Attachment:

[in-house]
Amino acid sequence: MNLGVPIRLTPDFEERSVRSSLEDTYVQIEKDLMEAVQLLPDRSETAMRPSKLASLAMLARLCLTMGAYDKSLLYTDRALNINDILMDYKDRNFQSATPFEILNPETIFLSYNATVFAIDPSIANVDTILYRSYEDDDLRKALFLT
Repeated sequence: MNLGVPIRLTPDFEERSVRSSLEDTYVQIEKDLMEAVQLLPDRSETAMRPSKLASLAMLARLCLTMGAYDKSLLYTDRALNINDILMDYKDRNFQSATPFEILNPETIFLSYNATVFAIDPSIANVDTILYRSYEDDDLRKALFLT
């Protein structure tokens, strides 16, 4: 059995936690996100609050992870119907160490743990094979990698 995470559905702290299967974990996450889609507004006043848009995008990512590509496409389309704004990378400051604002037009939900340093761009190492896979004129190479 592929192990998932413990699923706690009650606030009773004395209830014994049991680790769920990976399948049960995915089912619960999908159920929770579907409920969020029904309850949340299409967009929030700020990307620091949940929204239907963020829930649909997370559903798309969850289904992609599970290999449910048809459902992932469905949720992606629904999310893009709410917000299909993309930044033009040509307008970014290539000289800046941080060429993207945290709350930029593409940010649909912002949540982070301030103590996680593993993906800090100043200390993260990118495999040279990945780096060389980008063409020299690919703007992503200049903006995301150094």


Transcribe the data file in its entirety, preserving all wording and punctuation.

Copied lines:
[in-house]
Amino acid sequence: MNLGVPIRLTPDFEERSVRSSLEDTYVQIEKDLMEAVQLLPDRSETAMRPSKLASLAMLARLCLTMGAYDKSLLYTDRALNINDILMDYKDRNFQSATPFEILNPETIFLSYNATVFAIDPSIANVDTILYRSYEDDDLRKALFLT
Repeated sequence: MNLGVPIRLTPDFEERSVRSSLEDTYVQIEKDLMEAVQLLPDRSETAMRPSKLASLAMLARLCLTMGAYDKSLLYTDRALNINDILMDYKDRNFQSATPFEILNPETIFLSYNATVFAIDPSIANVDTILYRSYEDDDLRKALFLT
């Protein structure tokens, strides 16, 4: 059995936690996100609050992870119907160490743990094979990698 995470559905702290299967974990996450889609507004006043848009995008990512590509496409389309704004990378400051604002037009939900340093761009190492896979004129190479 592929192990998932413990699923706690009650606030009773004395209830014994049991680790769920990976399948049960995915089912619960999908159920929770579907409920969020029904309850949340299409967009929030700020990307620091949940929204239907963020829930649909997370559903798309969850289904992609599970290999449910048809459902992932469905949720992606629904999310893009709410917000299909993309930044033009040509307008970014290539000289800046941080060429993207945290709350930029593409940010649909912002949540982070301030103590996680593993993906800090100043200390993260990118495999040279990945780096060389980008063409020299690919703007992503200049903006995301150094």